Déjà vu River. September 12 we returned to civilization. Our Nina Moose Lake campsite was only 3 miles and five portages from EP16 parking lot, and our last morning should have been easiest. Lee and Roy both packed away their maps because the route is simple and familiar. We paddled the short stretch along the weedy south bank, and then up the Moose River. We were surprised to encounter a half dozen beaver dams, although we paddled through gaps without difficulty. We did not remember beaver dams when we descended the river last week. Was the water that much lower? Is this the same river we descended nine days earlier? No travelers appeared to confirm our whereabouts. Vickie and Roy paddled ahead, and were relieved to recognize a familiar landmark, a steep granite promontory on the east bank a mile from the lake. Lee decided we were on the wrong river, so we turned around and returned to Nina Moose Lake to start over. Back in the lake again, we were confused, until Lee unpacked his GPS and realized we correctly ascended the Moose River the first time and should not have turned around and returned to the lake. The eye in the sky does not lie. We started back up the Moose River a second time. This time, we met numerous travelers entering the wilderness, but we were too proud to ask them if we were on Moose River, and we were no longer in doubt. By now, we were seasoned voyageurs, and we quickly overcame the four short portages, and then the final 152r trail back to the parking lot. We were already thinking about next year when we emerged from the forest trail at the parking lot. Soon, we were back at the Chocolate Moose restaurant quaffing cold beers.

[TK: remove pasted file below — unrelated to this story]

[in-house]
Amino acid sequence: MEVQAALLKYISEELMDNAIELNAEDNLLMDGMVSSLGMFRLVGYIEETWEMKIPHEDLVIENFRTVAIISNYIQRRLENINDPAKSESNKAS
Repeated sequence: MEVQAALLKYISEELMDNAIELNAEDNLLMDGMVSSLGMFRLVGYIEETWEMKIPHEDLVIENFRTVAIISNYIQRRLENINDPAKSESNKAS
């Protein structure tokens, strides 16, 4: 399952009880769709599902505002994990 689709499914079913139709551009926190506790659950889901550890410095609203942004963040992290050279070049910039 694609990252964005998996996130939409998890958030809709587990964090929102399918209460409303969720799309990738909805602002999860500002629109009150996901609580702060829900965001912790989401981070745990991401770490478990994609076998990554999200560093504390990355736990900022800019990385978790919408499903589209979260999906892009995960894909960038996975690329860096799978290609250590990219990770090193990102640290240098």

Memories. We paddled 38 miles, not including day trips and one wrong turn, and we portaged 22 times on our loop route. Mosquitoes were bad, due to the warm temperature. We enjoyed seven beautiful sunny days, one rainy day, and two partly cloudy days with occasional showers. We hauled ten boxes of wine, totaling 28 liters, the equivalent of 37 bottles of wine. We enjoyed success fishing, as the winds were more moderate than last year. We were delighted by Oyster Lake, Gebeonequet Lake, and Lady Boot Bay and Fish Stake Narrows in Lac la Croix. The view from Warrior Hill will never be forgotten. Oyster and Gebeonequet Lakes are perfect, isolated get-away base camping lakes. We wish we could spend more than one night in secluded Lady Boot Bay. Fish Stake Narrows was wonderful, with excellent walleye fishing, although probably crowded during summer.